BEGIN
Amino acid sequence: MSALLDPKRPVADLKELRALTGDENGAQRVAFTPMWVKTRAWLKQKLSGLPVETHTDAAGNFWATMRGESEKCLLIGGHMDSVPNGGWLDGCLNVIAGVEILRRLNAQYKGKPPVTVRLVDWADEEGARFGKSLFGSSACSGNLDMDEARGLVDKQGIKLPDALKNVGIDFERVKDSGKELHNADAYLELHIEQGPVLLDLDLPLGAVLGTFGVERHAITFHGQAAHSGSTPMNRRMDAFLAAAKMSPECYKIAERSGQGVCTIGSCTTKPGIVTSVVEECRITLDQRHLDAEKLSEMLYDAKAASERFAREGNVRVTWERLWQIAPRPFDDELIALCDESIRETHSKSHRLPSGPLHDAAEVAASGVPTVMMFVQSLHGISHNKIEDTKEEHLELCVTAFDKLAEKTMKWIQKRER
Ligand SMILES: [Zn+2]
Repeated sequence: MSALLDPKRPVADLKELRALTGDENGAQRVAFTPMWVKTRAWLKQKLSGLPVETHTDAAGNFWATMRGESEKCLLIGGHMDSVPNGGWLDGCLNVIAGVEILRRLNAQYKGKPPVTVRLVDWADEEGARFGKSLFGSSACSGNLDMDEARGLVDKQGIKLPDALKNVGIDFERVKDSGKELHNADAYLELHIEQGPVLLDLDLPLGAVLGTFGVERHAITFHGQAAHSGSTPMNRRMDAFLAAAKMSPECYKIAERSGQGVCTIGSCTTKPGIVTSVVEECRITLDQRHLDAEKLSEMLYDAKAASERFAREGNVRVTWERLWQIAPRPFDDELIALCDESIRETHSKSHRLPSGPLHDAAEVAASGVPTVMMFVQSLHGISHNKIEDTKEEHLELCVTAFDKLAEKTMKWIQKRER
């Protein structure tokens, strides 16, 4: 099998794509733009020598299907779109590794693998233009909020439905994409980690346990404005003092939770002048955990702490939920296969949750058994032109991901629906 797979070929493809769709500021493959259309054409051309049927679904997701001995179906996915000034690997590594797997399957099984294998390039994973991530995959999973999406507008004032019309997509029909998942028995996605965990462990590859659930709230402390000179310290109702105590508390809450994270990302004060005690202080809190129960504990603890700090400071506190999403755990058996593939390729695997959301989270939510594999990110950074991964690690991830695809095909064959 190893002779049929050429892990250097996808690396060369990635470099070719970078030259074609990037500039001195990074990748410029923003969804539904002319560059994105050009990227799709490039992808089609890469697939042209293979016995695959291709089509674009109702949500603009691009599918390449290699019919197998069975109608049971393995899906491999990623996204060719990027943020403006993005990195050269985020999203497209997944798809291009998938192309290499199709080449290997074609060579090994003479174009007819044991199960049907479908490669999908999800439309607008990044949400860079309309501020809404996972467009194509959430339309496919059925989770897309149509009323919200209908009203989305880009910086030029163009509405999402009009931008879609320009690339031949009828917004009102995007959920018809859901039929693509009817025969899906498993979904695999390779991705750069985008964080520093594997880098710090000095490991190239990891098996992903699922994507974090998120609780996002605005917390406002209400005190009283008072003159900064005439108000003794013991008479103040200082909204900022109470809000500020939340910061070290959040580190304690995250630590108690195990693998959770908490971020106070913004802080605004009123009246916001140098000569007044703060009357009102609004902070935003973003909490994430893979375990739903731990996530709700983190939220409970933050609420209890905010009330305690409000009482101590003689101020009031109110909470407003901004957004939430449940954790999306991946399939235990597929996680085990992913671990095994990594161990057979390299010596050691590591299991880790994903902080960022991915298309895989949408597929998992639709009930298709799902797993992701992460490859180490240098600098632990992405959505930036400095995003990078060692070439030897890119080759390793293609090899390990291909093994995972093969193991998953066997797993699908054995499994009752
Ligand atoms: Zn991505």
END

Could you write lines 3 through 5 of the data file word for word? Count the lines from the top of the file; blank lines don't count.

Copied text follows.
Repeated sequence: MSALLDPKRPVADLKELRALTGDENGAQRVAFTPMWVKTRAWLKQKLSGLPVETHTDAAGNFWATMRGESEKCLLIGGHMDSVPNGGWLDGCLNVIAGVEILRRLNAQYKGKPPVTVRLVDWADEEGARFGKSLFGSSACSGNLDMDEARGLVDKQGIKLPDALKNVGIDFERVKDSGKELHNADAYLELHIEQGPVLLDLDLPLGAVLGTFGVERHAITFHGQAAHSGSTPMNRRMDAFLAAAKMSPECYKIAERSGQGVCTIGSCTTKPGIVTSVVEECRITLDQRHLDAEKLSEMLYDAKAASERFAREGNVRVTWERLWQIAPRPFDDELIALCDESIRETHSKSHRLPSGPLHDAAEVAASGVPTVMMFVQSLHGISHNKIEDTKEEHLELCVTAFDKLAEKTMKWIQKRER
């Protein structure tokens, strides 16, 4: 099998794509733009020598299907779109590794693998233009909020439905994409980690346990404005003092939770002048955990702490939920296969949750058994032109991901629906 797979070929493809769709500021493959259309054409051309049927679904997701001995179906996915000034690997590594797997399957099984294998390039994973991530995959999973999406507008004032019309997509029909998942028995996605965990462990590859659930709230402390000179310290109702105590508390809450994270990302004060005690202080809190129960504990603890700090400071506190999403755990058996593939390729695997959301989270939510594999990110950074991964690690991830695809095909064959 190893002779049929050429892990250097996808690396060369990635470099070719970078030259074609990037500039001195990074990748410029923003969804539904002319560059994105050009990227799709490039992808089609890469697939042209293979016995695959291709089509674009109702949500603009691009599918390449290699019919197998069975109608049971393995899906491999990623996204060719990027943020403006993005990195050269985020999203497209997944798809291009998938192309290499199709080449290997074609060579090994003479174009007819044991199960049907479908490669999908999800439309607008990044949400860079309309501020809404996972467009194509959430339309496919059925989770897309149509009323919200209908009203989305880009910086030029163009509405999402009009931008879609320009690339031949009828917004009102995007959920018809859901039929693509009817025969899906498993979904695999390779991705750069985008964080520093594997880098710090000095490991190239990891098996992903699922994507974090998120609780996002605005917390406002209400005190009283008072003159900064005439108000003794013991008479103040200082909204900022109470809000500020939340910061070290959040580190304690995250630590108690195990693998959770908490971020106070913004802080605004009123009246916001140098000569007044703060009357009102609004902070935003973003909490994430893979375990739903731990996530709700983190939220409970933050609420209890905010009330305690409000009482101590003689101020009031109110909470407003901004957004939430449940954790999306991946399939235990597929996680085990992913671990095994990594161990057979390299010596050691590591299991880790994903902080960022991915298309895989949408597929998992639709009930298709799902797993992701992460490859180490240098600098632990992405959505930036400095995003990078060692070439030897890119080759390793293609090899390990291909093994995972093969193991998953066997797993699908054995499994009752
Ligand atoms: Zn991505």